A Manhattan jury found him guilty on Thursday, November 2, 2023, of stealing from clients of his FTX cryptocurrency platform in one of the largest financial frauds in United States history.
In his prime, he was nicknamed “the wunderkind” on Wall Street, made Super Bowl ads and even dreamed of a future candidacy for the Presidency of the United States. But the incredible rise of FTX founder Sam Bankman-Fried hit rock bottom this Thursday.
The young former billionaire is preparing to hear his conviction for defrauding clients of FTX, the cryptocurrency platform he founded just four years ago, out of billions of dollars.
A jury in federal court in Manhattan he was found guilty of all seven charges he faced after a month-long trial in which prosecutors argued he stole $8 billion from his users out of pure greed.
Attorney for the Southern District of New York, Damian Williams, recalled that “Sam Bankman-Fried perpetrated one of the largest financial frauds in American history, a multi-million dollar scheme designed to make him king of cryptocurrencies.”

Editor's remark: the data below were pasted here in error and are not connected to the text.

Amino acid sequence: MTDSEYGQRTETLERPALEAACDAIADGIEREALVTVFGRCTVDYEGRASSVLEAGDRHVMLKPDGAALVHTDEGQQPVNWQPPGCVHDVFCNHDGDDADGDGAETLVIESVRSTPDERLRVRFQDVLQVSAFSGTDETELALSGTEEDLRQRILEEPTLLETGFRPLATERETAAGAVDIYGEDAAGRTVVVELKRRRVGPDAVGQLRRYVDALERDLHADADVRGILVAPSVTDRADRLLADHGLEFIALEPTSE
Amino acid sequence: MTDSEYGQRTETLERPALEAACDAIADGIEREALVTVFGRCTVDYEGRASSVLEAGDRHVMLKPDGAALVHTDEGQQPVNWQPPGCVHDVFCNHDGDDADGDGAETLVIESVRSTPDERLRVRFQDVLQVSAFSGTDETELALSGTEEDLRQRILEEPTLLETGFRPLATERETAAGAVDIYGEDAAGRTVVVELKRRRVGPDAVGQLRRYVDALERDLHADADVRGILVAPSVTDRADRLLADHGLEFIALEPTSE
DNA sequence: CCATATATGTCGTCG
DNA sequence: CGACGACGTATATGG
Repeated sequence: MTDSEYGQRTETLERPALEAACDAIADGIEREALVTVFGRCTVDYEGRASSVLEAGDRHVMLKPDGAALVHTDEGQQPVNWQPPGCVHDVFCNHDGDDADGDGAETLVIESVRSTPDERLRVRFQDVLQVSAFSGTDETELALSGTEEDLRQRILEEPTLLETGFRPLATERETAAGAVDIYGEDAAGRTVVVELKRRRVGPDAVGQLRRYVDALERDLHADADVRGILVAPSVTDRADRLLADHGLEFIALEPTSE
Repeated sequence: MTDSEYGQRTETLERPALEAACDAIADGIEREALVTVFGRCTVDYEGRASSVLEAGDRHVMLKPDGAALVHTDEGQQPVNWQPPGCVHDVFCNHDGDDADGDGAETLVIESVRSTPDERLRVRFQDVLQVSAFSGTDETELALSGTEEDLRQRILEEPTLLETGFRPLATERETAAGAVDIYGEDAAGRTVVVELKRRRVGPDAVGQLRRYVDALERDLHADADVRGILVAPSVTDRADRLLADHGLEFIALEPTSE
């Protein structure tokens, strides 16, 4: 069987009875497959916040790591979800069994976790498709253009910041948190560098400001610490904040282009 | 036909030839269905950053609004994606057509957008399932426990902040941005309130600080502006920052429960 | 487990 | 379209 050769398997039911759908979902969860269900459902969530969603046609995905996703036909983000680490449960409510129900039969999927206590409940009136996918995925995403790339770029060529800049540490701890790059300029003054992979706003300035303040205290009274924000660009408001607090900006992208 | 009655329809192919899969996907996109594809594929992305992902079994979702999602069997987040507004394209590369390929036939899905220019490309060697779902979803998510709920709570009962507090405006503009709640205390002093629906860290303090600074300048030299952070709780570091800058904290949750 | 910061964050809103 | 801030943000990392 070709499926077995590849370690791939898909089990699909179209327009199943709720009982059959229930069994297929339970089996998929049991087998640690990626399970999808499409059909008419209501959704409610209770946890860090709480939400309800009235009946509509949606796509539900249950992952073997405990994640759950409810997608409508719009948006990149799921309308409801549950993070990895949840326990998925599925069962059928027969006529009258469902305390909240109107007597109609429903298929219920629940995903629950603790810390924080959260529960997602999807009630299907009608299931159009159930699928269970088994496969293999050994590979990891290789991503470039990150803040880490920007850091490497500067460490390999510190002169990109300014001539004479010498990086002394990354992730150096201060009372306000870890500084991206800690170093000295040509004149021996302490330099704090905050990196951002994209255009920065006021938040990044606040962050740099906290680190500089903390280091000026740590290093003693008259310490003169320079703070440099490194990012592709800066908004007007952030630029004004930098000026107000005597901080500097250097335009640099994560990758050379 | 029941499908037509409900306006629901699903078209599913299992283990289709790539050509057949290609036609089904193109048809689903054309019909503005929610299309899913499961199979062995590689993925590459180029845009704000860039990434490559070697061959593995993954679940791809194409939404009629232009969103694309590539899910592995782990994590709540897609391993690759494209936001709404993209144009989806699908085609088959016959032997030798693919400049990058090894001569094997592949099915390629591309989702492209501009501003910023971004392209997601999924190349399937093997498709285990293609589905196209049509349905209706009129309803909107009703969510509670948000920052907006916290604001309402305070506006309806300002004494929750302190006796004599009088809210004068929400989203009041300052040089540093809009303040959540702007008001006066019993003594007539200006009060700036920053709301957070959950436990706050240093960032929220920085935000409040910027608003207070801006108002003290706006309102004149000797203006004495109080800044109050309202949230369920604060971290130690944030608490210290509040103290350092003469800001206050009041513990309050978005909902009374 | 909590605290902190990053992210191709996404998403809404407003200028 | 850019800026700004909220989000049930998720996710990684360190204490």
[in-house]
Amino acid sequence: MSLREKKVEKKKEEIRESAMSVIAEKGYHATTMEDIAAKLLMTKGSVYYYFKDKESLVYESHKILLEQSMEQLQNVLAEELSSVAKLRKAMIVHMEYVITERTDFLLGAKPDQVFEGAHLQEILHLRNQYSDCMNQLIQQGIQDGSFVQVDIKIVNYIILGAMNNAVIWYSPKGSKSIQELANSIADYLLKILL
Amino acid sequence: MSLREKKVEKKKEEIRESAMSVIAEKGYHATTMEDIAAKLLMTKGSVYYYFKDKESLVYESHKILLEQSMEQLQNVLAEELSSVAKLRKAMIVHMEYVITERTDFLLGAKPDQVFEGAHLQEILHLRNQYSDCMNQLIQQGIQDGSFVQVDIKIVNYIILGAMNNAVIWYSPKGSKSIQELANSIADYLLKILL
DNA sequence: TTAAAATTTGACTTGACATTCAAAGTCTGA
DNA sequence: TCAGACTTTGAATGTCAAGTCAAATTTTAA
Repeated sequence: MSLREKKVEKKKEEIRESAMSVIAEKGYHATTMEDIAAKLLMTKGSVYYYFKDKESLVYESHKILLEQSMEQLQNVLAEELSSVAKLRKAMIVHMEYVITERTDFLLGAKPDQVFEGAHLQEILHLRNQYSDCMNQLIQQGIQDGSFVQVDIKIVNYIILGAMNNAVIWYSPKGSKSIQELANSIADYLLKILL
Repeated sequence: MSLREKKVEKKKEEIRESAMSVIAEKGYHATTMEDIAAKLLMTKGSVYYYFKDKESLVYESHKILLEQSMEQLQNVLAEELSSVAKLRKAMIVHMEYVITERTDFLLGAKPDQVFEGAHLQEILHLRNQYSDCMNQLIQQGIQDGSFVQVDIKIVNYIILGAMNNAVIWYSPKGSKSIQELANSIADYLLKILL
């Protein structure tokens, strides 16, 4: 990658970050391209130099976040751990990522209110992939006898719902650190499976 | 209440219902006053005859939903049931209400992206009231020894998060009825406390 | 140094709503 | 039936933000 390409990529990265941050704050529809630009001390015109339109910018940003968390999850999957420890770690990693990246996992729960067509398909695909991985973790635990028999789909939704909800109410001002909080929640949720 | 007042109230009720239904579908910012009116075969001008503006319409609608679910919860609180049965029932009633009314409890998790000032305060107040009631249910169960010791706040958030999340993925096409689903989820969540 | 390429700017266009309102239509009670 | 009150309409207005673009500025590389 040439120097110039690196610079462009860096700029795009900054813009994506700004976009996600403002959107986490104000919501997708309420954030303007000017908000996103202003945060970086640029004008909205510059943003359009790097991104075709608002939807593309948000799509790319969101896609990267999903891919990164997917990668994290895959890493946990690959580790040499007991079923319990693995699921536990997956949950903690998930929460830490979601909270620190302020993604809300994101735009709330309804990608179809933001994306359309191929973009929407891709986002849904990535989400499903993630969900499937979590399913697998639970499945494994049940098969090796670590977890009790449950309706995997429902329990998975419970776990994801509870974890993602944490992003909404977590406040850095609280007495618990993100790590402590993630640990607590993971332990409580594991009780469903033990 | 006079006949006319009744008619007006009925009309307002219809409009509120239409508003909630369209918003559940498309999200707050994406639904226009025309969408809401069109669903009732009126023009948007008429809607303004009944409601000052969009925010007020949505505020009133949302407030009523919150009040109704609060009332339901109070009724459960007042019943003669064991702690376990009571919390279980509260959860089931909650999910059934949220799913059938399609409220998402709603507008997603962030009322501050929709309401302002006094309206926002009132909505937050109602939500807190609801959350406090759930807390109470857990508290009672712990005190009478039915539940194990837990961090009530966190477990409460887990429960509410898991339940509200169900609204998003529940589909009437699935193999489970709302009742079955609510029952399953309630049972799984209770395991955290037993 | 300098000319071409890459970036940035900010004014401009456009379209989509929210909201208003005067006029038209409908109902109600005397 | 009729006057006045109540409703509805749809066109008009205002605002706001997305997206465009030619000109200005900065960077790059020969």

The ruling comes just a year after FTX, the world’s second-largest cryptocurrency exchange, filed for bankruptcy, shocking financial markets and wiping out 31-year-old Forbes’ estimated personal fortune. of 26 billion dollars.
From the “prodigy child” to the list of the biggest scammers
The 12 jurors who reviewed her case rejected Bankman-Fried’s claim during her testimony that she never committed fraud or intended to defraud clients.
However, He was found guilty of two counts of fraud and five counts of conspiracy, which carries a sentence of up to 110 years in prison. The sentencing hearing is set for March 28, 2024.
Bankman-Fried was once the darling of the cryptocurrency world. He is known for his curly, messy hair and for wearing shorts and T-shirts instead of business attire.
After this sentence he joins famous fraudsters such as Bernie Madoff, who defrauded thousands of clients in his Ponzi scheme, and the ‘Wolf of Wall Street’, Jordan Belfort, all with outstanding convictions for the largest financial crime in the United States.